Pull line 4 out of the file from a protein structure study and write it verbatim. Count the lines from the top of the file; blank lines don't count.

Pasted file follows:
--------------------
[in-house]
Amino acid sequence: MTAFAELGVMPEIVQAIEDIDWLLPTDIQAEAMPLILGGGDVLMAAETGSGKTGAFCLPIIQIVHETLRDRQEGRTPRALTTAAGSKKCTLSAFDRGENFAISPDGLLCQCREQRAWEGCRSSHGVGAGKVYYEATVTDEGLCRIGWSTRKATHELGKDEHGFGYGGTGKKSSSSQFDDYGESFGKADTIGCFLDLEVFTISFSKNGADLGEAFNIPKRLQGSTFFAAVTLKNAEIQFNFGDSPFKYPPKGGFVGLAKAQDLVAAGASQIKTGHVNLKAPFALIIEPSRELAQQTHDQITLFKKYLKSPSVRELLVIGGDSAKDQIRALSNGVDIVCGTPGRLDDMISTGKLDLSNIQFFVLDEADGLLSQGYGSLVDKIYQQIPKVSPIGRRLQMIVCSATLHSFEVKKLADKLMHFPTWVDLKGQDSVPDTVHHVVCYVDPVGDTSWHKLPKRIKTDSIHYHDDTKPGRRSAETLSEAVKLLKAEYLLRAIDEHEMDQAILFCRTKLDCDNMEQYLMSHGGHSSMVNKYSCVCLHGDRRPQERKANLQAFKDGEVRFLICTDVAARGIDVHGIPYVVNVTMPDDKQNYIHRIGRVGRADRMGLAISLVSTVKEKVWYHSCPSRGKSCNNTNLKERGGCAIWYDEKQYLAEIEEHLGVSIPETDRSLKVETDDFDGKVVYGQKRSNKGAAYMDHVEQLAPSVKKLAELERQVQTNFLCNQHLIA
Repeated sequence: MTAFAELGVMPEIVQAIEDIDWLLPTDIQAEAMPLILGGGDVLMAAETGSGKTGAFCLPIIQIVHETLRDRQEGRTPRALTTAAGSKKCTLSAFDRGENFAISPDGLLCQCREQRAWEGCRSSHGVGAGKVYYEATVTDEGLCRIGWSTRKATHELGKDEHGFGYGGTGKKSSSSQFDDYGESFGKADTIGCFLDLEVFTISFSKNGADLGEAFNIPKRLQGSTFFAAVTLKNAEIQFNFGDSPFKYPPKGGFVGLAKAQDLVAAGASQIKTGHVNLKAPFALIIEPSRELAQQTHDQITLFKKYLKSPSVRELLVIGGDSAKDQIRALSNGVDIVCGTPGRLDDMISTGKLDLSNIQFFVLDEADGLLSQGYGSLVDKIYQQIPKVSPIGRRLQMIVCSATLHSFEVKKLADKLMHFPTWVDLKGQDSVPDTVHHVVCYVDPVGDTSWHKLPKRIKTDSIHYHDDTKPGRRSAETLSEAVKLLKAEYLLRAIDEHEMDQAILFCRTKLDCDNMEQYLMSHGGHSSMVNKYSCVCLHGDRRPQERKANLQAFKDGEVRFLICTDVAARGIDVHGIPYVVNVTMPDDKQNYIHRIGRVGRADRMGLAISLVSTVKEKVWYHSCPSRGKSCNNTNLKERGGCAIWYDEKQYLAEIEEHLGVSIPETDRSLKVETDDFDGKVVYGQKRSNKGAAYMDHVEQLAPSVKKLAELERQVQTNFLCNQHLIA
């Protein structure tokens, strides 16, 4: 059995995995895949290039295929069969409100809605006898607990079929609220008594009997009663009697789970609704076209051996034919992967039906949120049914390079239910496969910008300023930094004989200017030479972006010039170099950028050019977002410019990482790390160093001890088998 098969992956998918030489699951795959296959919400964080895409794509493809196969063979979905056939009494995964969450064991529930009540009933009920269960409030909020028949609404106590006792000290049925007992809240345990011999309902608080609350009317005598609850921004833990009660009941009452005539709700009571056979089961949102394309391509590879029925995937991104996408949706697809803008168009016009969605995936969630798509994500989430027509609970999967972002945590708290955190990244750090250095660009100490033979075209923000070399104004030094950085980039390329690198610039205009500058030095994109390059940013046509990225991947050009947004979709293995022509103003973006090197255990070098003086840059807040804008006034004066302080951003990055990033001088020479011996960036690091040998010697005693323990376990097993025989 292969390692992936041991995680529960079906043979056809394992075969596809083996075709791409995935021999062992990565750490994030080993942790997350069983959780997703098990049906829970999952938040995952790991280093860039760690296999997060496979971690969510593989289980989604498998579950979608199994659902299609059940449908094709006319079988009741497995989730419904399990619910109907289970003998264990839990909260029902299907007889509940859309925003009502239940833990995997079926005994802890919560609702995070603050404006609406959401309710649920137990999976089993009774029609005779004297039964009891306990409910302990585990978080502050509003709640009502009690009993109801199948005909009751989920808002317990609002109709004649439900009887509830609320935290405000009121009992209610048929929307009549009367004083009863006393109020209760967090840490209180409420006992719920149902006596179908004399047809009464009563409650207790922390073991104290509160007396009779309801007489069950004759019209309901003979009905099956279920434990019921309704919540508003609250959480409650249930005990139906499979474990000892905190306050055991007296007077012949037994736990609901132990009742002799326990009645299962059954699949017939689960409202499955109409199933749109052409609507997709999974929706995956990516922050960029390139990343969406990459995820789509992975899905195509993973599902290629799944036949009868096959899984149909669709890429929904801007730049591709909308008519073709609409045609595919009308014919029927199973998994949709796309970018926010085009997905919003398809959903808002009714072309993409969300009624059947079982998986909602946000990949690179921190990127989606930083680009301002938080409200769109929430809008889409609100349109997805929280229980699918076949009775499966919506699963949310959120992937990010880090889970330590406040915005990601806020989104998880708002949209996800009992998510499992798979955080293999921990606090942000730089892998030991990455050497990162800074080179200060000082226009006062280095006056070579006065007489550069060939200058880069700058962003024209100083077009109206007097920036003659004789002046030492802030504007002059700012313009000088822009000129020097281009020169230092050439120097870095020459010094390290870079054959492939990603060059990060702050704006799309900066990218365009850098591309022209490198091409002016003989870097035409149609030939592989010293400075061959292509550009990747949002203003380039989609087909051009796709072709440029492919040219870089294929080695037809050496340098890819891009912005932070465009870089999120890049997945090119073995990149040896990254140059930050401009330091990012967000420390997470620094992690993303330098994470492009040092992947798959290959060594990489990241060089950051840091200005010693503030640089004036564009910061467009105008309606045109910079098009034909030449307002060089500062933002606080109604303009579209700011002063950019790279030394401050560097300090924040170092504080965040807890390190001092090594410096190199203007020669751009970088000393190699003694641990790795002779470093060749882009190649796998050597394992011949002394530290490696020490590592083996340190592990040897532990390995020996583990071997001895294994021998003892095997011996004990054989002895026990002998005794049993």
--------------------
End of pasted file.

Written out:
């Protein structure tokens, strides 16, 4: 059995995995895949290039295929069969409100809605006898607990079929609220008594009997009663009697789970609704076209051996034919992967039906949120049914390079239910496969910008300023930094004989200017030479972006010039170099950028050019977002410019990482790390160093001890088998 098969992956998918030489699951795959296959919400964080895409794509493809196969063979979905056939009494995964969450064991529930009540009933009920269960409030909020028949609404106590006792000290049925007992809240345990011999309902608080609350009317005598609850921004833990009660009941009452005539709700009571056979089961949102394309391509590879029925995937991104996408949706697809803008168009016009969605995936969630798509994500989430027509609970999967972002945590708290955190990244750090250095660009100490033979075209923000070399104004030094950085980039390329690198610039205009500058030095994109390059940013046509990225991947050009947004979709293995022509103003973006090197255990070098003086840059807040804008006034004066302080951003990055990033001088020479011996960036690091040998010697005693323990376990097993025989 292969390692992936041991995680529960079906043979056809394992075969596809083996075709791409995935021999062992990565750490994030080993942790997350069983959780997703098990049906829970999952938040995952790991280093860039760690296999997060496979971690969510593989289980989604498998579950979608199994659902299609059940449908094709006319079988009741497995989730419904399990619910109907289970003998264990839990909260029902299907007889509940859309925003009502239940833990995997079926005994802890919560609702995070603050404006609406959401309710649920137990999976089993009774029609005779004297039964009891306990409910302990585990978080502050509003709640009502009690009993109801199948005909009751989920808002317990609002109709004649439900009887509830609320935290405000009121009992209610048929929307009549009367004083009863006393109020209760967090840490209180409420006992719920149902006596179908004399047809009464009563409650207790922390073991104290509160007396009779309801007489069950004759019209309901003979009905099956279920434990019921309704919540508003609250959480409650249930005990139906499979474990000892905190306050055991007296007077012949037994736990609901132990009742002799326990009645299962059954699949017939689960409202499955109409199933749109052409609507997709999974929706995956990516922050960029390139990343969406990459995820789509992975899905195509993973599902290629799944036949009868096959899984149909669709890429929904801007730049591709909308008519073709609409045609595919009308014919029927199973998994949709796309970018926010085009997905919003398809959903808002009714072309993409969300009624059947079982998986909602946000990949690179921190990127989606930083680009301002938080409200769109929430809008889409609100349109997805929280229980699918076949009775499966919506699963949310959120992937990010880090889970330590406040915005990601806020989104998880708002949209996800009992998510499992798979955080293999921990606090942000730089892998030991990455050497990162800074080179200060000082226009006062280095006056070579006065007489550069060939200058880069700058962003024209100083077009109206007097920036003659004789002046030492802030504007002059700012313009000088822009000129020097281009020169230092050439120097870095020459010094390290870079054959492939990603060059990060702050704006799309900066990218365009850098591309022209490198091409002016003989870097035409149609030939592989010293400075061959292509550009990747949002203003380039989609087909051009796709072709440029492919040219870089294929080695037809050496340098890819891009912005932070465009870089999120890049997945090119073995990149040896990254140059930050401009330091990012967000420390997470620094992690993303330098994470492009040092992947798959290959060594990489990241060089950051840091200005010693503030640089004036564009910061467009105008309606045109910079098009034909030449307002060089500062933002606080109604303009579209700011002063950019790279030394401050560097300090924040170092504080965040807890390190001092090594410096190199203007020669751009970088000393190699003694641990790795002779470093060749882009190649796998050597394992011949002394530290490696020490590592083996340190592990040897532990390995020996583990071997001895294994021998003892095997011996004990054989002895026990002998005794049993």